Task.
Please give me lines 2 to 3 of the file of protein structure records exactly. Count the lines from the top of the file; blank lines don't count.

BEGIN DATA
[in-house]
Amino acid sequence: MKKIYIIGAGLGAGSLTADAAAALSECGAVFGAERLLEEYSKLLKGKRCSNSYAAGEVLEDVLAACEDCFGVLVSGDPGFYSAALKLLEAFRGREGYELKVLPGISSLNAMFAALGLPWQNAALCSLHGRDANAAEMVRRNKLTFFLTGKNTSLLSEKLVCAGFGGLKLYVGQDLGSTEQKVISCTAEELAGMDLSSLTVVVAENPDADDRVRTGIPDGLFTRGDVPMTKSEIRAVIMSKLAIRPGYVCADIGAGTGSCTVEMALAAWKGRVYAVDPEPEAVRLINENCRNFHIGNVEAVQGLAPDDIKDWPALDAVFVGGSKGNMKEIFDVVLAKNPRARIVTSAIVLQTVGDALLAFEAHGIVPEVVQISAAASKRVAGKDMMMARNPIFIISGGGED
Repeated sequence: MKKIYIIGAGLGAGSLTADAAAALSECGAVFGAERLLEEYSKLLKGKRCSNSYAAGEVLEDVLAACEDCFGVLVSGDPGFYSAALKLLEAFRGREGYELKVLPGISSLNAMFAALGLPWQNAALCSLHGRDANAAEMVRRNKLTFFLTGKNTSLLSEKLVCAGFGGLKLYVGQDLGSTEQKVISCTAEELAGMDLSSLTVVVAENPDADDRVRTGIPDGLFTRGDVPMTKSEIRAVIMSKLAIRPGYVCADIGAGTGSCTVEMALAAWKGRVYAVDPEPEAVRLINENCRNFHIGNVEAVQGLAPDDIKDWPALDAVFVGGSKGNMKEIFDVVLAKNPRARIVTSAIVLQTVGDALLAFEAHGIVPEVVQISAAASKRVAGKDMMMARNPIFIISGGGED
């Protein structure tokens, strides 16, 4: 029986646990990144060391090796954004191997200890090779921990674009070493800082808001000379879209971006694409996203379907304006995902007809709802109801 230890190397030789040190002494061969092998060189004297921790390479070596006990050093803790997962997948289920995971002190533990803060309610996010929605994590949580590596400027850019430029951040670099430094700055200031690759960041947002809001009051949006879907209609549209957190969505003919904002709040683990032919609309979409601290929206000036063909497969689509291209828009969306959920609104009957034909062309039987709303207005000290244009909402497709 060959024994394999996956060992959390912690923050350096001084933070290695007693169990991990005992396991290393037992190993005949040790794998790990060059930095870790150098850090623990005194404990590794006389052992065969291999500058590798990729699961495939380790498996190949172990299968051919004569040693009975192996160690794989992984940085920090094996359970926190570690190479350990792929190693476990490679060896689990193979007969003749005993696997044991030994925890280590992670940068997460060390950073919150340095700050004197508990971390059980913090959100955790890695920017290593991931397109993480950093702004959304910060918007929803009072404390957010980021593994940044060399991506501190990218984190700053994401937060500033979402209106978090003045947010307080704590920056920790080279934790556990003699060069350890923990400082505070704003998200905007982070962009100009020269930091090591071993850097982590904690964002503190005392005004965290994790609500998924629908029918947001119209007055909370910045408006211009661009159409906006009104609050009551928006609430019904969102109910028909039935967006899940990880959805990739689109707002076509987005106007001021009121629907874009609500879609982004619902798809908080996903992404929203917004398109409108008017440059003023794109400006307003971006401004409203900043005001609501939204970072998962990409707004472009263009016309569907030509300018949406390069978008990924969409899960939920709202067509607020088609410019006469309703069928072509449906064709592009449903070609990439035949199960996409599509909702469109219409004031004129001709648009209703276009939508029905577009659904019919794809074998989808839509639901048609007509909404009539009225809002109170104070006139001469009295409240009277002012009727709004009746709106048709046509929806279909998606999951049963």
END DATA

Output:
Amino acid sequence: MKKIYIIGAGLGAGSLTADAAAALSECGAVFGAERLLEEYSKLLKGKRCSNSYAAGEVLEDVLAACEDCFGVLVSGDPGFYSAALKLLEAFRGREGYELKVLPGISSLNAMFAALGLPWQNAALCSLHGRDANAAEMVRRNKLTFFLTGKNTSLLSEKLVCAGFGGLKLYVGQDLGSTEQKVISCTAEELAGMDLSSLTVVVAENPDADDRVRTGIPDGLFTRGDVPMTKSEIRAVIMSKLAIRPGYVCADIGAGTGSCTVEMALAAWKGRVYAVDPEPEAVRLINENCRNFHIGNVEAVQGLAPDDIKDWPALDAVFVGGSKGNMKEIFDVVLAKNPRARIVTSAIVLQTVGDALLAFEAHGIVPEVVQISAAASKRVAGKDMMMARNPIFIISGGGED
Repeated sequence: MKKIYIIGAGLGAGSLTADAAAALSECGAVFGAERLLEEYSKLLKGKRCSNSYAAGEVLEDVLAACEDCFGVLVSGDPGFYSAALKLLEAFRGREGYELKVLPGISSLNAMFAALGLPWQNAALCSLHGRDANAAEMVRRNKLTFFLTGKNTSLLSEKLVCAGFGGLKLYVGQDLGSTEQKVISCTAEELAGMDLSSLTVVVAENPDADDRVRTGIPDGLFTRGDVPMTKSEIRAVIMSKLAIRPGYVCADIGAGTGSCTVEMALAAWKGRVYAVDPEPEAVRLINENCRNFHIGNVEAVQGLAPDDIKDWPALDAVFVGGSKGNMKEIFDVVLAKNPRARIVTSAIVLQTVGDALLAFEAHGIVPEVVQISAAASKRVAGKDMMMARNPIFIISGGGED